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Publisher's Summary

FNH Audio presents a complete and unabridged reading of H.P. Lovecraft's famous story "At the Mountains of Madness". The story is related by one of the two survivors from a polar expedition. Unlike other polar explorers who may have died from cold, starvation or simply getting lost, in this story things are somewhat different.

The survivor is desperate to prevent a new polar expedition because there are "beings" there, strange murderous beings. There are things that man should not see beyond the recently discovered mountains at the pole. Scientists listening to the story told by the survivors have assumed that the teller has gone mad because what they describe just cannot be. Or can they...

©2010 FNH (P)2011 FNH

What members say

Average Customer Ratings

Overall

  • 4.1 out of 5.0
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Performance

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Story

  • 4.2 out of 5.0
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  • aaron
  • los angeles, CA, United States
  • 08-18-11

GREAT story, HORRIBLE music!

IMPORTANT-- This would be 4.5 stars IF it didn't have the HORRIBLE, LOUD, STARTLING music every 15 minutes, interrupting the story. The narrator is good enough. The story is VERY cool, especially for how old it is. But, seriously, the music will come out of nowhere and scare the CRAP out of you!!

5 of 5 people found this review helpful

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  • Todd
  • Orange, Australia
  • 08-24-12

Starts strong but goes downhill

Would you try another book from Howard Phillip Lovecraft and/or Felbrigg Napoleon Herriot?

Possibly. This is the second Lovecraft book I've tried and while the stories show great promise with their ideas, the actual telling of them makes them fall short of the mark. Lovecraft uses seven words, when two will do. This makes for an extremely frustrating listen as I wanted him to do was get to the damned point and go on with the story. The look started out strong. The plot moved forward at a nice pace and had me glued. However when Dyer and Danforth start their exploration of the lost city, the pace grinds to a crawl as Lovecraft tells us the history of the Elder Ones and the Shoggoths. While this information is welcome and necessary, it goes on for ages. The whole second third of the book focuses on this and there are whole chapters that consist of Dyer musing on these facts as he and Danforth move from room to room. By the time the book approached the end, I just wanted it to be over.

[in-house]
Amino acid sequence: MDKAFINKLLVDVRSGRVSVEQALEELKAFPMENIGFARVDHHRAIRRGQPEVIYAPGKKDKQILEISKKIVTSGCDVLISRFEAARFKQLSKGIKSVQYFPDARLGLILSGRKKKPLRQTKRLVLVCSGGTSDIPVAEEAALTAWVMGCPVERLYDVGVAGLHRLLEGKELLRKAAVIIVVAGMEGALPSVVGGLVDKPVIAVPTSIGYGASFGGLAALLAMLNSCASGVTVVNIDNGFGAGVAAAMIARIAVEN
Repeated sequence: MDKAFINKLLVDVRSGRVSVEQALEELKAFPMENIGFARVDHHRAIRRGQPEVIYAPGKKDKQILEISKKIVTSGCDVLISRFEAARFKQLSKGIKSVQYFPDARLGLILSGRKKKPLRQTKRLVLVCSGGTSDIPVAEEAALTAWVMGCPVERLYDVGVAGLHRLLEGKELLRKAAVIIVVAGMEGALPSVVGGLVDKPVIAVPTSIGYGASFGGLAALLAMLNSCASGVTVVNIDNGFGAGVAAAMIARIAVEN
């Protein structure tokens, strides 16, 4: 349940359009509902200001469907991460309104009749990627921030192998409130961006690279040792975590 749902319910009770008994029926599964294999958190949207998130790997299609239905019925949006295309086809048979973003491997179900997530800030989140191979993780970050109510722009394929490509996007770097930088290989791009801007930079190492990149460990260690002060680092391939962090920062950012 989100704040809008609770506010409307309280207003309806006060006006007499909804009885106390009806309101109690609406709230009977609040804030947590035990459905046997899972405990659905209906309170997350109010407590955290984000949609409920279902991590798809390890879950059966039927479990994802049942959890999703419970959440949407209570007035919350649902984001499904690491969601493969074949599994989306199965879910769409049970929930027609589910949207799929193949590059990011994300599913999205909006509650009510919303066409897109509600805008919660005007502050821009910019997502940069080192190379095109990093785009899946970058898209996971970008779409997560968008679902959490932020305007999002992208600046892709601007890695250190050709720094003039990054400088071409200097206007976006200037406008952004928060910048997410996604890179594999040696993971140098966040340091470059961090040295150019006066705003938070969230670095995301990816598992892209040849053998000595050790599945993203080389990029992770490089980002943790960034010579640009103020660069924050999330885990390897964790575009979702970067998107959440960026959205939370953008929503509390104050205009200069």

What was one of the most memorable moments of At the Mountains of Madness?

The discovery of the Elder Ones and the mystery surrounding them. I particularly enjoyed the sense of foreshadowing they gave as the dogs couldn't stand to be near them. You knew something was going t go terribly wrong.

Would you listen to another book narrated by Felbrigg Napoleon Herriot?

Maybe. I found Herriot to be very underwhelming. Perhaps this is due to the way the book was written. But there was hardly any emotion to his performance.

If this book were a movie would you go see it?

Most definitely. Guillermo del Toro has been trying to make this movie for over a decade. I firmly believe that it would be far more entertaining as a movie, and if del Toro made it, you could be assured of brilliant creature design and effects. He also knows how to create that sense of the weird and disturbing.

Any additional comments?

I would have liked to hear more of the monstrous beings in the higher mountain range that even the Elder Ones were afraid of. The mystery surrounding these hardly-mentioned horrors intrigued me greatly.

3 of 3 people found this review helpful

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  • nadine
  • United States
  • 02-20-13

Wow

Would you listen to At the Mountains of Madness again? Why?

This is the genisis of all those stories like The Thing, Alien vs Preditor. There is nothing like discovering where all the great sc-fi horror has come from. This is the seed of so much of what I have read in the last 20 years. In the begining there was Lovecraft.

2 of 2 people found this review helpful

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You'll want to listen to this again and again

Where does At the Mountains of Madness rank among all the audiobooks you’ve listened to so far?

This isn't a fair question... I've listened to some amazing works. But this book is definitely average or above average.

What was one of the most memorable moments of At the Mountains of Madness?

I really enjoyed chapters 8 and 9, which focused on history. (I don't want to spoil anything by saying more.)

Have you listened to any of Felbrigg Napoleon Herriot’s other performances before? How does this one compare?

I haven't, but I loved his accent and the realistic expression of hesitance that he lent to the work.

Was this a book you wanted to listen to all in one sitting?

It was a bit hard to get into for the first quarter or half, but after that, I did want to listen all the way to the end.

Any additional comments?